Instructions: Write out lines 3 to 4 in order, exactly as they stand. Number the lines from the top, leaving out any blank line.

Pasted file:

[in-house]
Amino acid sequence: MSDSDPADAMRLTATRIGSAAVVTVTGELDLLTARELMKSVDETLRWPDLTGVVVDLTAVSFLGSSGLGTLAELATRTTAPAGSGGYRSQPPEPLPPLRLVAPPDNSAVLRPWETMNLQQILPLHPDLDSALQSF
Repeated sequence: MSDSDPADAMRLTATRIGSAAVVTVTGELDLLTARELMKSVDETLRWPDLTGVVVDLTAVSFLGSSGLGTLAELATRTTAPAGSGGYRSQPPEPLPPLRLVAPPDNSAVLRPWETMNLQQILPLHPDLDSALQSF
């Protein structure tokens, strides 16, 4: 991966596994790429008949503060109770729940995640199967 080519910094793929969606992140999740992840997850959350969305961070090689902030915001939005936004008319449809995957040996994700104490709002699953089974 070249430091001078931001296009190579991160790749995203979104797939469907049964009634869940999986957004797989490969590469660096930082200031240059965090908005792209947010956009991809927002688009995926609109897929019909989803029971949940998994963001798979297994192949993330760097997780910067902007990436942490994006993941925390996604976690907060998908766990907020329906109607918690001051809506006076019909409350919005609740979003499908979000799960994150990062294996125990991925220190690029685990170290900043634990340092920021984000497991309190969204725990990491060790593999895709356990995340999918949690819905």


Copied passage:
Repeated sequence: MSDSDPADAMRLTATRIGSAAVVTVTGELDLLTARELMKSVDETLRWPDLTGVVVDLTAVSFLGSSGLGTLAELATRTTAPAGSGGYRSQPPEPLPPLRLVAPPDNSAVLRPWETMNLQQILPLHPDLDSALQSF
């Protein structure tokens, strides 16, 4: 991966596994790429008949503060109770729940995640199967 080519910094793929969606992140999740992840997850959350969305961070090689902030915001939005936004008319449809995957040996994700104490709002699953089974 070249430091001078931001296009190579991160790749995203979104797939469907049964009634869940999986957004797989490969590469660096930082200031240059965090908005792209947010956009991809927002688009995926609109897929019909989803029971949940998994963001798979297994192949993330760097997780910067902007990436942490994006993941925390996604976690907060998908766990907020329906109607918690001051809506006076019909409350919005609740979003499908979000799960994150990062294996125990991925220190690029685990170290900043634990340092920021984000497991309190969204725990990491060790593999895709356990995340999918949690819905």